At First News, we hear from hundreds of engaged and passionate young people, and the environment is undoubtedly their number one concern. Children are more informed than ever and want to make a difference, but might not know where to start.

How to Talk to Children About…Eco-Anxiety

A feeling of helplessness in the face of the world’s problems and fear about the future has led to a huge rise in eco-anxiety in young people, so here are some ways you can support your child.

1. Talk about their fears and the facts

We believe in arming young people with the facts, in a non-sensational way. We can’t tell our kids there’s nothing to worry about, but we can help them sort the facts from the worst-case scenarios they may be imagining.

Ask your child lots of open-ended questions about their concerns and make time to look through First News and other trusted sources together to find some balanced information.

2. Encourage kids to take one step at a time

Remind your child that no-one can change the world overnight. Every step in the right direction counts and every big movement started with a small step. By joining a beach clean or a litter pick, or choosing plastic-free products, they’re making the world a better place and inspiring others to do the same. Read community message boards and forums for initiatives in your area.

3. Help to raise their voices

Find ways to make your child feel heard. You could encourage them to write to your MP, design powerful posters, or start a campaign. Alongside arming kids with the facts, First News’ mission is to raise their voices. Every week, we feature articles by children who tell us about the issues they feel strongly about and the projects they’re involved with, such as Annabelle and Lily, who invented a wearable tag to tackle air pollution.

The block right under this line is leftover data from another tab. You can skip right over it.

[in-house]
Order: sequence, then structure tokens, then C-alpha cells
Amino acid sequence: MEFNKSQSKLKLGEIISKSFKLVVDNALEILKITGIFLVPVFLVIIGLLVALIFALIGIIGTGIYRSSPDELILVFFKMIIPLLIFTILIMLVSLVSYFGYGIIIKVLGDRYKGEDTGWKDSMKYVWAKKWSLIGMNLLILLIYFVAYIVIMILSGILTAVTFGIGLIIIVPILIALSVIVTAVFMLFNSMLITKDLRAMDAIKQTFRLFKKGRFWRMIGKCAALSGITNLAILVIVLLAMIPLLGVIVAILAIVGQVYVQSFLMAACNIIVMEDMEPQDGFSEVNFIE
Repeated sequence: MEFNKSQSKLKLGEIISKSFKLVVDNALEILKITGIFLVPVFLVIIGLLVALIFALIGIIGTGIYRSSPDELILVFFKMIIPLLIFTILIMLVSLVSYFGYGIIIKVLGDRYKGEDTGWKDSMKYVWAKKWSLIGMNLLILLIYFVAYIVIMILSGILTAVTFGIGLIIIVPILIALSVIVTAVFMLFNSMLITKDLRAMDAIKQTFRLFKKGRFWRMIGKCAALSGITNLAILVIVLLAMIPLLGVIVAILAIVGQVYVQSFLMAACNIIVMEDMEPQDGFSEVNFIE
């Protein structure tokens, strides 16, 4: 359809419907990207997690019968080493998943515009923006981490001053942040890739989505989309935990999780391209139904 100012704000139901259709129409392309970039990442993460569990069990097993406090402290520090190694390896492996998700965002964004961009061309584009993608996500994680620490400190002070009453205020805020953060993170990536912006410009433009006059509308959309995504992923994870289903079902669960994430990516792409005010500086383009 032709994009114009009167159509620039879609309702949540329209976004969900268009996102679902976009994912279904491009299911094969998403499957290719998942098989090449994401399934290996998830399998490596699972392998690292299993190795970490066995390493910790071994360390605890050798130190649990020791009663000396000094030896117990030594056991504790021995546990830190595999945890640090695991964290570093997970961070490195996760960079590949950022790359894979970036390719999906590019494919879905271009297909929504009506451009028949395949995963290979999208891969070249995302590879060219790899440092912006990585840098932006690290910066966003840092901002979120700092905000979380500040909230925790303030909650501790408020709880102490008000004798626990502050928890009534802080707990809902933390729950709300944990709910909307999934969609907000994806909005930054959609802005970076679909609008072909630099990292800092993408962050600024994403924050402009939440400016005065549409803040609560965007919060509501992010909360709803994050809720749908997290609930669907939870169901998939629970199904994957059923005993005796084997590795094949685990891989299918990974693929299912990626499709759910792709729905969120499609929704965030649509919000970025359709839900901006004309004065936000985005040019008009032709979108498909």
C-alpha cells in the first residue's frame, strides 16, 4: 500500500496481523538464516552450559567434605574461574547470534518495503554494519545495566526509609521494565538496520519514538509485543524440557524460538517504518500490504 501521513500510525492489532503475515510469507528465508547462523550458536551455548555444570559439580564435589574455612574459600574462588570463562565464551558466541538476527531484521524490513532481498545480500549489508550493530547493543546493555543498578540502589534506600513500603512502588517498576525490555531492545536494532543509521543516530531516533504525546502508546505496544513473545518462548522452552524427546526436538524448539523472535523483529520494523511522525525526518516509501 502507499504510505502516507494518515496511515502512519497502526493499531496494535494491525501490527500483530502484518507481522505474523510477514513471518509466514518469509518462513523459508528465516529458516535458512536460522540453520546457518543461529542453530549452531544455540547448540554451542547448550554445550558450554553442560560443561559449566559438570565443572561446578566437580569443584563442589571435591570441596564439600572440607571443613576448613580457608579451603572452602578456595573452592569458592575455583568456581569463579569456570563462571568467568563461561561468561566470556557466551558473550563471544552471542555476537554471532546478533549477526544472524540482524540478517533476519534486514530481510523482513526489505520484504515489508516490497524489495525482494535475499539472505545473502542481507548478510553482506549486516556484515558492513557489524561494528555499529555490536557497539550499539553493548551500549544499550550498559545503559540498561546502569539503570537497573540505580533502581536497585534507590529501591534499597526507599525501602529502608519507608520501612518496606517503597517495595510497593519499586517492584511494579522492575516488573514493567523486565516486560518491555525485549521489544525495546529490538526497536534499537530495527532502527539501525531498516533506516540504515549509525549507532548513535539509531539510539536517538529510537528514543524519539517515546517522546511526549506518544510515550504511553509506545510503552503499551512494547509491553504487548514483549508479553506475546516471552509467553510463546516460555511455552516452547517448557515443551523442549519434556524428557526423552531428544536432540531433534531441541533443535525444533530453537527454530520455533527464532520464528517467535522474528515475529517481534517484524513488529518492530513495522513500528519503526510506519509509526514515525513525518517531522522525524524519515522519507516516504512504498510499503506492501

This week’s front page features an inspiring group of readers we took to Downing Street, where they posed questions to the Government and gave their suggestions for tackling climate change. Encourage your children to share their stories with us at [email protected]

4. Point out the positives

It’s important to keep repeating that there is far more good in the world than bad. There are so many people working to change the world for the better and lots of things to feel positive about. We recently started a series of reports called Planet Positive, which highlights the amazing work being done to protect our planet, from rewilding projects in the UK to urban farming in Argentina.

Last week we reported on the fantastic initiatives awarded the Earthshot Prizes, including Food Waste Hubs and a device that converts waste parts of crops into fuel and fertiliser.

5. Find ways to manage anxiety

As well as talking about their worries, encourage your child to find an outlet for their stress and a way to unwind, whether it’s sport, yoga, connecting with nature or being creative. The NHS advises that if your child has severe anxiety that persists and interferes with their daily life, it’s a good idea to seek help.

Contacting your GP is a good place to start, and see also Young Minds.

By Keilly Swift, Managing Editor, First News

28th October 2021

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